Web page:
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Latest Cornaceae Stories

2014-01-10 23:00:48

Dogwood Forest of Eagles Landing is being recognized and acknowledged. (PRWEB) January 10, 2014 SeniorAdvisor.com, the senior living industry’s leading resource for online reviews, announced this week, Dogwood Forest of Eagles Landing, as a SeniorAdvisor.com Excellence Award winner. The award recognizes senior living communities that receive consistently high ratings and positive reviews from residents, families and visitors. As a recipient of this exclusive honor, Dogwood Forest of...

2013-06-07 23:03:56

Alzheimher's and dementia are among the most common conditions for older seniors, and they take a toll on family members. Assisted living community Dogwood Forest of Dunwoody is now offering a free support group every month. DUNWOODY, GA (PRWEB) June 07, 2013 Dementia is one of the most difficult and confusing conditions that seniors face, but also one of the most common. Family members of seniors with dementia can find themselves feeling drained, saddened and frustrated — but locally...

2010-06-09 13:20:59

Proper and timely burning of some Eastern U.S. forests could help revitalize flowering dogwood trees, which benefits a wide range of species, a Purdue University report shows. Dogwood trees act as a calcium pump, pulling the nutrient from deep in the soil and depositing it on the forest floor with their fallen leaves each autumn. It's an important source of nutrition for a variety of species in a forest ecosystem, said Michael Jenkins, assistant professor of forestry and natural resources....

2008-08-23 03:00:18

By Sid Mullis Today I want to discuss a couple of problems you may be experiencing in your landscape. Sooty mold can be bad this time of year. The black, sooty fungus can be on a variety of ornamental plants such as crape myrtles and gardenias. This unsightly condition is caused by a fungus that does not actually attack the plant but damages it by covering the foliage and thus reducing its absorption of sunlight. Instead of obtaining food from a host plant, as do most funguses,...

2008-04-20 09:00:16

Botanical name Cornus florida 'Dixie Colonnade' Family Dogwood (Cornaceae) Category Flowering tree Primary uses Specimen, small gardens Dimensions 15-20 feet tall by 5-8 feet wide Culture Full sun to part shade; flowering dogwood enjoys a cool, moist, well-drained soil so it should be mulched well when planted. Somewhat susceptible to powdery mildew and leaf spot, so it is best sited in a spot with good air circulation. Prune if necessary for shape after flowering. Bloom time...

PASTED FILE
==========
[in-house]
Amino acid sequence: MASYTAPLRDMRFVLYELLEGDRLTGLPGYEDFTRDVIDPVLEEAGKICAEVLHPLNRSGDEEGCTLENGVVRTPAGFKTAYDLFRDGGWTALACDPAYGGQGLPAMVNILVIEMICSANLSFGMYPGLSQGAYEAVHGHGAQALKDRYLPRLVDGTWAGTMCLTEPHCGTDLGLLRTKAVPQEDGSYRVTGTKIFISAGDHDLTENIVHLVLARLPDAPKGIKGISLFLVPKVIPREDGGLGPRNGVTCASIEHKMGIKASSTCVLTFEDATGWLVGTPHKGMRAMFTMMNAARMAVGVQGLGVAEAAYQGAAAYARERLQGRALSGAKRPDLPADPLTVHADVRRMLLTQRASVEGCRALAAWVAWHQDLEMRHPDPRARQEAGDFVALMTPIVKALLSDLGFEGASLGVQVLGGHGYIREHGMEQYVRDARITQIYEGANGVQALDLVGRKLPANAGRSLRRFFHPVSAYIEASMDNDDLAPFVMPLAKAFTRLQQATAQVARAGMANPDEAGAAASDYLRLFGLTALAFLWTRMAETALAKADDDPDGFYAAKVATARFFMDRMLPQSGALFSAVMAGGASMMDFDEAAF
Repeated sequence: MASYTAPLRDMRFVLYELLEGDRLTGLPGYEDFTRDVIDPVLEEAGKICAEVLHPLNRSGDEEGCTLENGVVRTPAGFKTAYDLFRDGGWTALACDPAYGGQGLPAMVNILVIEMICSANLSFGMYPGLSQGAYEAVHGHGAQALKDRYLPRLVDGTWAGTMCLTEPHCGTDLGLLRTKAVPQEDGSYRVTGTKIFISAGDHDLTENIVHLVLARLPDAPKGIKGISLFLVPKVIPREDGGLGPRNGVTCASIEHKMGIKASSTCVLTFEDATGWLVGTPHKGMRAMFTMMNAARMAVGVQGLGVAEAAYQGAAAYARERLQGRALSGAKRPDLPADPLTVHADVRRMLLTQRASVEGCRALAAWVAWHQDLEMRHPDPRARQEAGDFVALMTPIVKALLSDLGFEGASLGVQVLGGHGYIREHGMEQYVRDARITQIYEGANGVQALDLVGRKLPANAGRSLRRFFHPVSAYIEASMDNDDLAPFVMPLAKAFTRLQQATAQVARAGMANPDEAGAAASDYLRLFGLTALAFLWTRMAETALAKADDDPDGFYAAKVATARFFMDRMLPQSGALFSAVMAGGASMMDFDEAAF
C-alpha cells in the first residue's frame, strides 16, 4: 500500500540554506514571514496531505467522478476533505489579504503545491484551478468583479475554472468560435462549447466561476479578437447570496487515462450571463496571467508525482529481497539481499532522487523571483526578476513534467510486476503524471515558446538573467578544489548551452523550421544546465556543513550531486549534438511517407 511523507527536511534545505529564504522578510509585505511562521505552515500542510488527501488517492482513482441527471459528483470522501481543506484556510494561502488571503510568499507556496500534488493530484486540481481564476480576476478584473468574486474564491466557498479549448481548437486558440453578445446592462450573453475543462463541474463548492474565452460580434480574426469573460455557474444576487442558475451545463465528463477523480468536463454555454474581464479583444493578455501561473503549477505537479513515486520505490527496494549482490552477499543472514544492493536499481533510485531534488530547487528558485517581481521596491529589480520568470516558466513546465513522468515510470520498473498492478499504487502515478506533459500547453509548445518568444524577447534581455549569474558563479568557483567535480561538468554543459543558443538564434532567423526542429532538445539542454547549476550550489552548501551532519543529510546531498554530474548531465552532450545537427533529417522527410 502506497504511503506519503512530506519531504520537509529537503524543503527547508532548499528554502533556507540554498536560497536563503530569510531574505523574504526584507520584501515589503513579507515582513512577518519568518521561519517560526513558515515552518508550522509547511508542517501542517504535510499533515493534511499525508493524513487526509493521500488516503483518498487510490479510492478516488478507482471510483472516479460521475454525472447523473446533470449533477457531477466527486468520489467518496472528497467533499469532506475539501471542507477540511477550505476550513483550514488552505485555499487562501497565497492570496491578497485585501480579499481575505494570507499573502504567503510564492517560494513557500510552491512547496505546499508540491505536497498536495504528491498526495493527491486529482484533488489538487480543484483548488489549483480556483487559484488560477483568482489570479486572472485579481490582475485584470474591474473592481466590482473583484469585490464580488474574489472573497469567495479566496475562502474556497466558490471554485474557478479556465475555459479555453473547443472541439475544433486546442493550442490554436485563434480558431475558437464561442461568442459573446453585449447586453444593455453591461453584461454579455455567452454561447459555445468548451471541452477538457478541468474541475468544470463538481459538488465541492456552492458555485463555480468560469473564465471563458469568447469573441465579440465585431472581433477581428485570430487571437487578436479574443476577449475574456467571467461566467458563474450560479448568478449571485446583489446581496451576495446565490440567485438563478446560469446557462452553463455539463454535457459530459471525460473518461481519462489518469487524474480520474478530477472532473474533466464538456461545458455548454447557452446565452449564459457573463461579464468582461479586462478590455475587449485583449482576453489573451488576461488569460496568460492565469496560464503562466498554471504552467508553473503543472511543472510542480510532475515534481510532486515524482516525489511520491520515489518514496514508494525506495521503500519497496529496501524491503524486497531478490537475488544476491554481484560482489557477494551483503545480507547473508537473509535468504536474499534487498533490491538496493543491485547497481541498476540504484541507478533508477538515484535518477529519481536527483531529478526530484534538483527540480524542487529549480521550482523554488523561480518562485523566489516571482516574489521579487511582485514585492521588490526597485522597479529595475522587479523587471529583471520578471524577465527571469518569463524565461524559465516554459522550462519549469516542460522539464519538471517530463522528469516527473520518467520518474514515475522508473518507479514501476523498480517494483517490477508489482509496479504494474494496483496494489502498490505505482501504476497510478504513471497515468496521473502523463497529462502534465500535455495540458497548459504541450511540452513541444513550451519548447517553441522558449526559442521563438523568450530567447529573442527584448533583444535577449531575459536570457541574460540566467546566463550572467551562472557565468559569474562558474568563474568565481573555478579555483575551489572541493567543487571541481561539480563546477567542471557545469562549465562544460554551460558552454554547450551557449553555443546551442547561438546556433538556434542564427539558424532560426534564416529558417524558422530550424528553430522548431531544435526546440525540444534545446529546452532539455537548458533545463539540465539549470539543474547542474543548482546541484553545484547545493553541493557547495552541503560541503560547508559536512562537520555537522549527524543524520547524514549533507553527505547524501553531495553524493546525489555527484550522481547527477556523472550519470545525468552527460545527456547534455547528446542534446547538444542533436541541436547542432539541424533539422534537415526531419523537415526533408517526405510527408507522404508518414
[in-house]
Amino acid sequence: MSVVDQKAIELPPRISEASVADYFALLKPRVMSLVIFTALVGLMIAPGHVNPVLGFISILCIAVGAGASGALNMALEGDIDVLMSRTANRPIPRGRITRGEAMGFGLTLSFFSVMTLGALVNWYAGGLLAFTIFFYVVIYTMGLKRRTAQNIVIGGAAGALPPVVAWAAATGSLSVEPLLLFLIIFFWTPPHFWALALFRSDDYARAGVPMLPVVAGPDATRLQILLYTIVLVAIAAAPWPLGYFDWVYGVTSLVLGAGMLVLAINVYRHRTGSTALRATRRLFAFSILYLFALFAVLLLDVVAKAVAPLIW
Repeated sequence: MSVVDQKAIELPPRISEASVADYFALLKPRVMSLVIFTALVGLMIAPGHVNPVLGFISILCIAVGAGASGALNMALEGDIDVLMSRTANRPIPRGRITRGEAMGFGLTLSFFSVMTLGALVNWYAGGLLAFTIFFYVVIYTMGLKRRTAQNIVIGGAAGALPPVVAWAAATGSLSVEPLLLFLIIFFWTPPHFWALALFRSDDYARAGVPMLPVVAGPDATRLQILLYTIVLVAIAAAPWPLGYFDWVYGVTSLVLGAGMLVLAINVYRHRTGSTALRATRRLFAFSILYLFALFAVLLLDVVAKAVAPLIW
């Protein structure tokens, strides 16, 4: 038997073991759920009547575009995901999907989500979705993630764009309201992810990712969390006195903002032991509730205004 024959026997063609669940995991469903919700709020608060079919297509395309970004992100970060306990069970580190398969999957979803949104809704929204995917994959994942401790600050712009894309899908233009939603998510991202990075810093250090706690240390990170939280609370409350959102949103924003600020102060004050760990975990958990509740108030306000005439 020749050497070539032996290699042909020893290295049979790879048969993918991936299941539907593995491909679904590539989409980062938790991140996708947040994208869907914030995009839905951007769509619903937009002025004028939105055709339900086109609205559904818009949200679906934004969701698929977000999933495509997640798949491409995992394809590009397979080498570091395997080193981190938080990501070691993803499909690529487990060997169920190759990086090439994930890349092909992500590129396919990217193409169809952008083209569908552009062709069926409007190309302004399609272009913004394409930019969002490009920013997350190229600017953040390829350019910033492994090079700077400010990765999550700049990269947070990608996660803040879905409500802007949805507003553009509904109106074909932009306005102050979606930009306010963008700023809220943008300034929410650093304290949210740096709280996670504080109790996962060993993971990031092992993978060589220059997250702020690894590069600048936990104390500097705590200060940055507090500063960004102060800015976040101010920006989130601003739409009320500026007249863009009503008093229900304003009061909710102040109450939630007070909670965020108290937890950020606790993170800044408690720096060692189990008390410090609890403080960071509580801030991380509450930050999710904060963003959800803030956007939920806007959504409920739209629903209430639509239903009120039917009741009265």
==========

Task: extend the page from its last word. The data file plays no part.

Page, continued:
2007-08-14 06:16:40

By Leigh Landini Wright, The Paducah Sun, Ky. Aug. 14--Dogwood trees need a little bit of stress every August to set blooms for the following year. But weeks of 90 to 100-degree temperatures coupled with little measurable rainfall is a bit much, said Kathy Keeney, horticulturist for the City of Paducah. Keeney has driven through the Dogwood Trail and noticed several trees under significant stress. Leaves are beginning to look dull and yellow, and the tips are dying back, said Dava...

2007-05-03 21:00:16

By Roberta Stewart The Planter's Palette If you've driven south through Illinois, Indiana, or Missouri in March, the wonder of spring flowering trees surely has refreshed your winter soul. Especially resplendent is Flowering dogwood (Cornus florida), which abounds in Zone 6, one zone south. It grows here, too, but with neither the vigor nor abundance seen in a warmer climate. Dogwood trees can be a part of your northern Illinois landscape with the right selection, placement and care....

2007-01-03 12:00:30

Q. Regarding a dogwood tree in a recent column, the writer said they were watering a stressed tree. But if they were using sprinklers and a hose, they were creating a moist environment. This would be ideal for a fungus and bacteria to enter the tree. The problem might even be anthracnose. Bark and stems would show problems, plus the flowers and leaves. - D.C. Taylor, Outer Banks, N.C. A. Your letter was written in pencil on a card and I hope I interpreted it properly. Virginia Tech tree...


Word of the Day
cenobite
  • One of a religious order living in a convent or in community; a monk: opposed to anchoret or hermit (one who lives in solitude).
  • A social bee.
This word comes from the Latin 'coenobium,' convent, which comes from the Greek 'koinobios,' living in community.
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